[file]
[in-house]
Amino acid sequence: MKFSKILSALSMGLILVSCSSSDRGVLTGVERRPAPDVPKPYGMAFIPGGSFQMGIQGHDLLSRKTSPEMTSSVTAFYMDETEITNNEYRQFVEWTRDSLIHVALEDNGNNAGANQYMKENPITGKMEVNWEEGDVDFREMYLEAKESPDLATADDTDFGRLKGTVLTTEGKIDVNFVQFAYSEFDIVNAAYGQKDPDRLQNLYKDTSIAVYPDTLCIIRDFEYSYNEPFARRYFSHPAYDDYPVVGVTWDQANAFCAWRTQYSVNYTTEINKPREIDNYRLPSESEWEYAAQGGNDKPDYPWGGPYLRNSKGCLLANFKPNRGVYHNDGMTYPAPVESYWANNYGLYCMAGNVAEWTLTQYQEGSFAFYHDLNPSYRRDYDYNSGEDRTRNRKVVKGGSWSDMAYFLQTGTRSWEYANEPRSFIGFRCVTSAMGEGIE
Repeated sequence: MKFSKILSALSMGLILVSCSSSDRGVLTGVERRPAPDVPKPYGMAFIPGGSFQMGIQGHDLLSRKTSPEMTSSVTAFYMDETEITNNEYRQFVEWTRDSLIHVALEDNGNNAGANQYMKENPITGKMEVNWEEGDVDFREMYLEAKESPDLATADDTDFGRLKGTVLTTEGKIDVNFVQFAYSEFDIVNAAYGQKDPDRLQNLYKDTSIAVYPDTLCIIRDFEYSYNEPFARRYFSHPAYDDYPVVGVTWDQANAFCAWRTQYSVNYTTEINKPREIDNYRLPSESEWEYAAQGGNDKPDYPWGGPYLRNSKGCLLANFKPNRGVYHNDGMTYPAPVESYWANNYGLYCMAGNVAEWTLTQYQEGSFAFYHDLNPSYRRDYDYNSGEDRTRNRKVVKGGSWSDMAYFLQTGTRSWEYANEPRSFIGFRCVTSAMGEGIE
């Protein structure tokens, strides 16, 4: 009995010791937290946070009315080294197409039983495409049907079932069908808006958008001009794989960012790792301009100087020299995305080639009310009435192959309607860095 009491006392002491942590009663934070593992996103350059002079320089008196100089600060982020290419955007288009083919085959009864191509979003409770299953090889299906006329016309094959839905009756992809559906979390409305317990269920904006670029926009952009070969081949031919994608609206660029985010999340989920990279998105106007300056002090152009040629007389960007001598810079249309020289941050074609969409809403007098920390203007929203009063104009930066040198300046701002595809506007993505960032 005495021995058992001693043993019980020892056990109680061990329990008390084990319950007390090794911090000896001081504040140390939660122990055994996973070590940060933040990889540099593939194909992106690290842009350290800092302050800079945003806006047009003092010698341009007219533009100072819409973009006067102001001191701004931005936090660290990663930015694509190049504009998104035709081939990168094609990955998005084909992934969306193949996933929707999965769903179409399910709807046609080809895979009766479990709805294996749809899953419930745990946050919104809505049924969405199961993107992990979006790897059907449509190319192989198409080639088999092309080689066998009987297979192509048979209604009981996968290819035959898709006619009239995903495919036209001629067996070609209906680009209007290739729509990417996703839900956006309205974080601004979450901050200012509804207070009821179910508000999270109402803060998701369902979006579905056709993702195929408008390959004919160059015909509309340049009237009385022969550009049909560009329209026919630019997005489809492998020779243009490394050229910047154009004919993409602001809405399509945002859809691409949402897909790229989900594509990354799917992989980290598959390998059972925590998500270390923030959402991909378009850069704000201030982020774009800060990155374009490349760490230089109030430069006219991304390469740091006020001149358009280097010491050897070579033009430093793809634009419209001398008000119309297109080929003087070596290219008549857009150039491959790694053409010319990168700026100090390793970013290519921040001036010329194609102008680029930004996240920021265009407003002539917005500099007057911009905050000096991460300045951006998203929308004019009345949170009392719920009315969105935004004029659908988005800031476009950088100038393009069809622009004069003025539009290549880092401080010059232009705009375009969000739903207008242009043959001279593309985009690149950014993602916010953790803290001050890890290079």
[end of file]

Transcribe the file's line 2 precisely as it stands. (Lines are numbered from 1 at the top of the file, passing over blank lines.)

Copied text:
Amino acid sequence: MKFSKILSALSMGLILVSCSSSDRGVLTGVERRPAPDVPKPYGMAFIPGGSFQMGIQGHDLLSRKTSPEMTSSVTAFYMDETEITNNEYRQFVEWTRDSLIHVALEDNGNNAGANQYMKENPITGKMEVNWEEGDVDFREMYLEAKESPDLATADDTDFGRLKGTVLTTEGKIDVNFVQFAYSEFDIVNAAYGQKDPDRLQNLYKDTSIAVYPDTLCIIRDFEYSYNEPFARRYFSHPAYDDYPVVGVTWDQANAFCAWRTQYSVNYTTEINKPREIDNYRLPSESEWEYAAQGGNDKPDYPWGGPYLRNSKGCLLANFKPNRGVYHNDGMTYPAPVESYWANNYGLYCMAGNVAEWTLTQYQEGSFAFYHDLNPSYRRDYDYNSGEDRTRNRKVVKGGSWSDMAYFLQTGTRSWEYANEPRSFIGFRCVTSAMGEGIE